Statute Making it a Crime for a Public Official to Circumvent the Open Meetings Act Held Unconstitutional

In a decision that upends decades of open meetings law, the Texas Court of Criminal Appeals held that the provision of the Texas Open Meetings Act prohibiting a government official from circumventing the Act through a “walking quorum” or “daisy chain” discussion outside of a public meeting is unconstitutionally vague.

The Texas Open Meetings Act requires every meeting of a governmental body to be open to the public except as authorized. Tex. Gov’t Code § 551.002.  A “meeting” is defined as any deliberation or gathering at which a quorum of the governmental body is present and public business or policy over which the governmental body has supervision or control is discussed or decided.  Id. § 551.001(4).  All public officials must watch a mandatory video or attend other training under the Act.  Id. § 551.005.  A public official commits a crime if they engage in an unauthorized closed meeting.  Id. § 551.144.

The Act also makes it a crime if a government official “conspires to circumvent this chapter by meeting in numbers less than a quorum for the purpose of secret deliberations in violation of this chapter.”  Id. § 551.143.  For years this provision was understood to bar “walking quorum” or “daisy chain” discussions. The understanding was confirmed by a 2005 Texas Attorney General Opinion which held that the section applied to

“’members of a governmental body who gather in numbers that do not physically constitute a quorum at any one time but who, through successive gatherings, secretly discuss a public matter with a quorum of that body’ … ‘a daisy chain of members the sum of whom constitute a quorum’ or a ‘walking quorum.'”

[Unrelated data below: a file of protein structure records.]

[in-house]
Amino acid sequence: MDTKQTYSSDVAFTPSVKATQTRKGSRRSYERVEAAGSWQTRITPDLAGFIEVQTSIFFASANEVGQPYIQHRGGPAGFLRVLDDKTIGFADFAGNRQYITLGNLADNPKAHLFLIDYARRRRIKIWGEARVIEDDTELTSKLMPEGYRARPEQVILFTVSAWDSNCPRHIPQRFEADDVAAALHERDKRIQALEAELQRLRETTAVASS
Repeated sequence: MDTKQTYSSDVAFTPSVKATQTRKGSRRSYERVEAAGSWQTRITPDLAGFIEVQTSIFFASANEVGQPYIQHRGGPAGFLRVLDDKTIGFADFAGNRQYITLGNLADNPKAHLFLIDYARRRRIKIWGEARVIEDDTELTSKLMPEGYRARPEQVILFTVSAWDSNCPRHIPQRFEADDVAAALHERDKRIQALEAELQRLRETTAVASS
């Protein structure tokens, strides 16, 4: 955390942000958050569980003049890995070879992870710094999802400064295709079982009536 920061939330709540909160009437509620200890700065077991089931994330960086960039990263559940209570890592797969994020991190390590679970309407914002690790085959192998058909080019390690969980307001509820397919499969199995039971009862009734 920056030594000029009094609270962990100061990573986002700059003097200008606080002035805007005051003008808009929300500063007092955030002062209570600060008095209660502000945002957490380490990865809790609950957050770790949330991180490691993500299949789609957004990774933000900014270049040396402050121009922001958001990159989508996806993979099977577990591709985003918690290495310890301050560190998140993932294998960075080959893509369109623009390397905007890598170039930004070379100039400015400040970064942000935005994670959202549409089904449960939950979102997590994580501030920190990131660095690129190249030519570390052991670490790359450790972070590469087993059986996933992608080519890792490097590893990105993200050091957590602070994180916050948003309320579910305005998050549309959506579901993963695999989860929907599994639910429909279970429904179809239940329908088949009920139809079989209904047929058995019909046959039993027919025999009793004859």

Tex. Atty Gen. Op. No. GA-0326 (2005).

A county judge was indicted for violating this section and challenged the provision as overbroad in violation of the First Amendment and unconstitutionally vague.  The trial court dismissed the indictment but the court of appeals held the statute constitutional.  The Texas Court of Criminal Appeals disagreed.

The court held that the statute potentially implicated the free speech rights of public officials and applied a heightened standard of review.  It held that the statute was “hopelessly indeterminate by being too abstract” with regard to what it meant to circumvent the Act.  The court acknowledged the Attorney General Opinion but found that even if the Act could be limited to that definition, there were still many ways in which a “daisy chain” or “walking quorum” could be defined, citing opinions from other states.  It concluded that section 551.143 was unconstitutionally vague on its face and affirmed the trial court’s dismissal of the indictment.